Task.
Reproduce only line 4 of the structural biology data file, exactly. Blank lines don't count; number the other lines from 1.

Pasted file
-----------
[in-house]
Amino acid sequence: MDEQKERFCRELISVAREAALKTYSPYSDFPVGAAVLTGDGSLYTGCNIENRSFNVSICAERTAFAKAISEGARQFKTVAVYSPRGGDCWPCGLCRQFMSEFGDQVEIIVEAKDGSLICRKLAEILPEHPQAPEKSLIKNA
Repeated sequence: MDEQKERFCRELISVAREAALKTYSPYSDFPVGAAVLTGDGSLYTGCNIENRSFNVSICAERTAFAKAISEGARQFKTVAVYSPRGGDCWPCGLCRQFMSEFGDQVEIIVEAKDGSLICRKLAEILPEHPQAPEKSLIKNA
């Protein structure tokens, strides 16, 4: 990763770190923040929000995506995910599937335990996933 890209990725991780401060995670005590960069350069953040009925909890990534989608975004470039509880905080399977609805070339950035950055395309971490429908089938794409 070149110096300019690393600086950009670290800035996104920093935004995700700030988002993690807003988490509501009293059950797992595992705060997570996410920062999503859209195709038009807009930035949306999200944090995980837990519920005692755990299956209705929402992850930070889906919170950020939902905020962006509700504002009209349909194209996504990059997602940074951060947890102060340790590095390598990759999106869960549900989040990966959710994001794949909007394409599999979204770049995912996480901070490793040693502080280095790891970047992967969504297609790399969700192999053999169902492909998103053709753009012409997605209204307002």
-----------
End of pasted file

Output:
């Protein structure tokens, strides 16, 4: 990763770190923040929000995506995910599937335990996933 890209990725991780401060995670005590960069350069953040009925909890990534989608975004470039509880905080399977609805070339950035950055395309971490429908089938794409 070149110096300019690393600086950009670290800035996104920093935004995700700030988002993690807003988490509501009293059950797992595992705060997570996410920062999503859209195709038009807009930035949306999200944090995980837990519920005692755990299956209705929402992850930070889906919170950020939902905020962006509700504002009209349909194209996504990059997602940074951060947890102060340790590095390598990759999106869960549900989040990966959710994001794949909007394409599999979204770049995912996480901070490793040693502080280095790891970047992967969504297609790399969700192999053999169902492909998103053709753009012409997605209204307002």